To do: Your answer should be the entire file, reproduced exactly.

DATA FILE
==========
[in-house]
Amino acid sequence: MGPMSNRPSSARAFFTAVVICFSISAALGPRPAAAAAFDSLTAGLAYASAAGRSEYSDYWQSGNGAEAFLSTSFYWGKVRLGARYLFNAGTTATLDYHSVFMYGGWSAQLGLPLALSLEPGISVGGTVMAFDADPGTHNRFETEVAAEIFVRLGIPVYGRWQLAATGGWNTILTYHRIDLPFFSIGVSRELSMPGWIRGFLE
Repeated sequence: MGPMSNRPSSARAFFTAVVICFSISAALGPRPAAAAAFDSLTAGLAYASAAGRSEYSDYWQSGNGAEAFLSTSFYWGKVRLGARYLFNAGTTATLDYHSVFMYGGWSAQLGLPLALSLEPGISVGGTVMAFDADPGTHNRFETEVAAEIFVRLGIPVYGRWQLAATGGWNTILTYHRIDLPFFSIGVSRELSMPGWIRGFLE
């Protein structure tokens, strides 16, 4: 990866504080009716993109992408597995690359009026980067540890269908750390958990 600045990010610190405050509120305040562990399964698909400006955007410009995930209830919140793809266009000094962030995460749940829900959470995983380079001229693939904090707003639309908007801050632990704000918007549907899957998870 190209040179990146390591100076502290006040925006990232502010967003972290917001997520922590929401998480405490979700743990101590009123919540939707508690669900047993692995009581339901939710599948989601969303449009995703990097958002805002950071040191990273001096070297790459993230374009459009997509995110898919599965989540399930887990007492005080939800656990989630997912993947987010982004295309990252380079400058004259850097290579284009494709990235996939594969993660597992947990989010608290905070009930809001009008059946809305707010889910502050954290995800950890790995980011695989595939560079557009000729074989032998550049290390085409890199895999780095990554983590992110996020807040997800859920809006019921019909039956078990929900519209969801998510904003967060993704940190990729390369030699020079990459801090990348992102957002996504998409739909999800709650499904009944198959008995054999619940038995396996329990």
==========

[in-house]
Amino acid sequence: MGPMSNRPSSARAFFTAVVICFSISAALGPRPAAAAAFDSLTAGLAYASAAGRSEYSDYWQSGNGAEAFLSTSFYWGKVRLGARYLFNAGTTATLDYHSVFMYGGWSAQLGLPLALSLEPGISVGGTVMAFDADPGTHNRFETEVAAEIFVRLGIPVYGRWQLAATGGWNTILTYHRIDLPFFSIGVSRELSMPGWIRGFLE
Repeated sequence: MGPMSNRPSSARAFFTAVVICFSISAALGPRPAAAAAFDSLTAGLAYASAAGRSEYSDYWQSGNGAEAFLSTSFYWGKVRLGARYLFNAGTTATLDYHSVFMYGGWSAQLGLPLALSLEPGISVGGTVMAFDADPGTHNRFETEVAAEIFVRLGIPVYGRWQLAATGGWNTILTYHRIDLPFFSIGVSRELSMPGWIRGFLE
């Protein structure tokens, strides 16, 4: 990866504080009716993109992408597995690359009026980067540890269908750390958990 600045990010610190405050509120305040562990399964698909400006955007410009995930209830919140793809266009000094962030995460749940829900959470995983380079001229693939904090707003639309908007801050632990704000918007549907899957998870 190209040179990146390591100076502290006040925006990232502010967003972290917001997520922590929401998480405490979700743990101590009123919540939707508690669900047993692995009581339901939710599948989601969303449009995703990097958002805002950071040191990273001096070297790459993230374009459009997509995110898919599965989540399930887990007492005080939800656990989630997912993947987010982004295309990252380079400058004259850097290579284009494709990235996939594969993660597992947990989010608290905070009930809001009008059946809305707010889910502050954290995800950890790995980011695989595939560079557009000729074989032998550049290390085409890199895999780095990554983590992110996020807040997800859920809006019921019909039956078990929900519209969801998510904003967060993704940190990729390369030699020079990459801090990348992102957002996504998409739909999800709650499904009944198959008995054999619940038995396996329990």